You may have seen headlines last week about the argy-bargy in the Senate over a ‘cashless credit card’ system for paying income support. These are payments made by the Treasury to cover some or all living costs for people disadvantaged by disability, youth, old age, being a carer or a student, or unemployed or underemployed, and more.
Why this is in the news now is that the Morrison government wants that money, which has traditionally been paid into people’s bank accounts, to be paid instead to a private company called Indue. If you are in the system you’re supposed to use the Indue debit card to buy things, except it can’t be used anywhere that offers alcohol, drugs, or gambling.
Card not effective
This system of ‘income management’ was introduced by the Howard government in 2007 to stop Indigenous Australians on support from wasting themselves and their money on sinful spending. Back then it was called the BasicsCard and basically, it didn’t work – and it doesn’t work now that it’s called the Indue card.
Federal governments – LibNat and Labor – have spent more than $20 million on establishing this Card-of-Shame system, and studying its effects. None of the reports we the taxpayers have funded found the cards are effective, which is why Labor, Greens, and cross-bench senators voted against expanding the thing in Parliament last week.
Racist and colonial
Jacqui Lambie spoke of ‘people who feel the pain of this policy failure’ and pointed out that, ‘Rather than treating the card as a single tool in the tool kit, government after government has treated it as the whole kit’.
Greens Senator, Lidia Thorpe, told the senate, ‘Management of income is racist and colonial nonsense all over again and it is demeaning to us… it’s putting black people back on rations.’
As usual the Morrison government tried to bully through their plan – which was to make the cards permanent in the trial areas and to expand them to 20,000 more Australians on income support. And as is becoming more usual, their bullying pissed off enough senators that the scheme was put on hold, except for continuing the trials for another two years, during which time the bullies need to table a plan.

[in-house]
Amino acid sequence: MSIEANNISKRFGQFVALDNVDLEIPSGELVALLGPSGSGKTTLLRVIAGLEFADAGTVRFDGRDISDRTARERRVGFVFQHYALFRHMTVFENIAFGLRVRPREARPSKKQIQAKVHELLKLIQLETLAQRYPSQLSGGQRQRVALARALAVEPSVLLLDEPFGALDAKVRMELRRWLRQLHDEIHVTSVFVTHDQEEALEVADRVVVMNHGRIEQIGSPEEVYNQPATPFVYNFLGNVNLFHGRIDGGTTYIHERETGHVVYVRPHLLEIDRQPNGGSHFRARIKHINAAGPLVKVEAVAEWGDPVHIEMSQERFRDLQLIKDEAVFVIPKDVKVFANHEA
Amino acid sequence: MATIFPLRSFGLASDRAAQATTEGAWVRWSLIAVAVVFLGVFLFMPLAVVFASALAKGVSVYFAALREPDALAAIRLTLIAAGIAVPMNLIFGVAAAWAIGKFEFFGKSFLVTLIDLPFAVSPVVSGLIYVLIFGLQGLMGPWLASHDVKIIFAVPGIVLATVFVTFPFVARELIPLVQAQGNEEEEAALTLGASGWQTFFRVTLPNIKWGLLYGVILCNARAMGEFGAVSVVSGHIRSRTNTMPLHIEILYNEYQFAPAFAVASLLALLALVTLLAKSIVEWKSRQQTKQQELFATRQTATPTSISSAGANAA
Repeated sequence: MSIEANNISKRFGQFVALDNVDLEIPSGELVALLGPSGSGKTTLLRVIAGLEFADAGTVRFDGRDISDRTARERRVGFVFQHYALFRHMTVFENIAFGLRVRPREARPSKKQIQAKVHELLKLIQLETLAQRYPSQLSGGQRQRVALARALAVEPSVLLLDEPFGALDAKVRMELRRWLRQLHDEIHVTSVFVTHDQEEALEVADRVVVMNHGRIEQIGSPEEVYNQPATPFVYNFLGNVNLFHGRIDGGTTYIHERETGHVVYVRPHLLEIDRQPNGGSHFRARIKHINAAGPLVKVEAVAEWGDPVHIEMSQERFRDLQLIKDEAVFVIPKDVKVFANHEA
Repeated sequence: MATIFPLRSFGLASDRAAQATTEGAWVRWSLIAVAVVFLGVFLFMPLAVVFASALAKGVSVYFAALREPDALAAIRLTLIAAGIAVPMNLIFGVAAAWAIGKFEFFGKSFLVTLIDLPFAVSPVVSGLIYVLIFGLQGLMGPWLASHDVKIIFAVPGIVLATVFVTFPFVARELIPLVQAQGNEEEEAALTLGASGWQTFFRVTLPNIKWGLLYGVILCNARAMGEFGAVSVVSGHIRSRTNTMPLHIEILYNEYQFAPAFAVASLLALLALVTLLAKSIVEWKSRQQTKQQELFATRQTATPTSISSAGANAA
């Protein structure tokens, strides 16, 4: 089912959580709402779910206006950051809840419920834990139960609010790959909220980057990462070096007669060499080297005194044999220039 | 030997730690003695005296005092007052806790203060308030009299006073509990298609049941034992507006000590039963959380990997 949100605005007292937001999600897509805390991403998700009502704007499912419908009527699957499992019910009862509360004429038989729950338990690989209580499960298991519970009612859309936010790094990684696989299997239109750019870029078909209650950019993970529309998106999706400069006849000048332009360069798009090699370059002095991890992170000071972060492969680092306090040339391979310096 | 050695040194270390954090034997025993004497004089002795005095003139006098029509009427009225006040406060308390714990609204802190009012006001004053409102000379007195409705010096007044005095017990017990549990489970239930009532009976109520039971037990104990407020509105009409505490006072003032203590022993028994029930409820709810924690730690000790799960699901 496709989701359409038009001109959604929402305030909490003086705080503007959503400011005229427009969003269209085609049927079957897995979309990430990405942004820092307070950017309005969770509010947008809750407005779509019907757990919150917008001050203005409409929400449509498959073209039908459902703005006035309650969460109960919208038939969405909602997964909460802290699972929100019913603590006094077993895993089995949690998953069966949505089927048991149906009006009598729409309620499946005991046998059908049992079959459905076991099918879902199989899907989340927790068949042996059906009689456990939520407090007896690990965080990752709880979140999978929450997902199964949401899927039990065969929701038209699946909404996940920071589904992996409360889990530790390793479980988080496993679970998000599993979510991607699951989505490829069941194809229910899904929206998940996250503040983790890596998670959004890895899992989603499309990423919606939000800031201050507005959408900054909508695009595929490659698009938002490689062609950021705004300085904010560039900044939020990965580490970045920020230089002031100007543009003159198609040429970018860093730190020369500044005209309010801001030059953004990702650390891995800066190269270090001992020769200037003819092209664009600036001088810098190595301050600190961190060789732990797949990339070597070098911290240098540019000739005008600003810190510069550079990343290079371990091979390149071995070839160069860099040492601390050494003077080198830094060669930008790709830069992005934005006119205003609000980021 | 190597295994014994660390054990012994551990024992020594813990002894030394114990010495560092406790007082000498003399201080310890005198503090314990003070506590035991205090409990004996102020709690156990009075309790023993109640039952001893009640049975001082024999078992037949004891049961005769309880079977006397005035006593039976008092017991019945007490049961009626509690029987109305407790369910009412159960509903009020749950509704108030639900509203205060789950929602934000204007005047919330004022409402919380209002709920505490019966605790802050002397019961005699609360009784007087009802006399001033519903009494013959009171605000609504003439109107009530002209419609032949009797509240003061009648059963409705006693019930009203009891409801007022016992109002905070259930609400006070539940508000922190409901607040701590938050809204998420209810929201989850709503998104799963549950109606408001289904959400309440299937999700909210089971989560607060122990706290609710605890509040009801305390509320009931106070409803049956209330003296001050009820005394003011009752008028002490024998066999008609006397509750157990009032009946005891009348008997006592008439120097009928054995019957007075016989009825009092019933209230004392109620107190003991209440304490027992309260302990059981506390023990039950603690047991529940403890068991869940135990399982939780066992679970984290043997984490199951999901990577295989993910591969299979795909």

Why are the Morrison Bully Boys pushing this?
All the impassioned speeches in the senate were about the pain and shame caused by the card, and the lack of evidence that it causes anything else. Many of them described the government’s mission here as ideological, which it is: the LibNat’s right wing libertarian dingbats reckon all poor people should just get off their arses, and Morrison himself reckons God’s light shines on those who make a lot of money.
That’s what passes for ideology in the Coalition, and it’s one of two reasons behind this Card-of-Shame sham.
Tax dollars for private business
The second is also an ideological conviction; that only business people, and private enterprise, are competent to run anything. In the 1970s, this antisocial premise launched a crusade, led by Thatcher and Reagan, to demolish public healthcare, education, housing and everything else not primarily designed for profit, like public spaces, environmental protections, art in any and every form, and thinking hard.
Howard and subsequent LibNat PMs followed the Reagan/Thatcher lead, being dutiful lapdogs of elitism, and set about demolishing our public service, unions, and the notion of common wealth. Then they handed over the tax savings to private businesses and told them to provide a mean and nasty version of a social support system (crowning glory being RoboDebt).
A monster child
Which brings us back to the Indue card. This thing is the monster child of the failed BasicsCard, a version of ‘income management’ first spearheaded by former Nationals Party boss Larry Anthony. It gives income support a privatised layer of money finagling that doesn’t need to be there, except to siphon off more of what used to be our tax money. It’s also a way for the LibNat Bully Boys of politics – Morrison, Dutton, Frydenberg, Angus Taylor etc – to make obsolete one of the aspects of government they hate most: accountability. How much does Indue rip off from us taxpayers, and how can we know about it?
That revolutionary mob called the St Vincent de Paul Society had a go at explaining it: ‘The Government spent nearly $18.9 million to trial the cashless debit card, which equates to over $10,000 per person in the trial. More than half ($9.8 million) of the total funding was paid to Indue, the private company contracted to cover all operational aspects of the cashless debit card.’
And on top of all that, the core crime here is the continuation of the degradation, impoverishment, and bullying of Australia’s First People.
♦ Phillip Frazer calls out bullies at Coorabell Ridge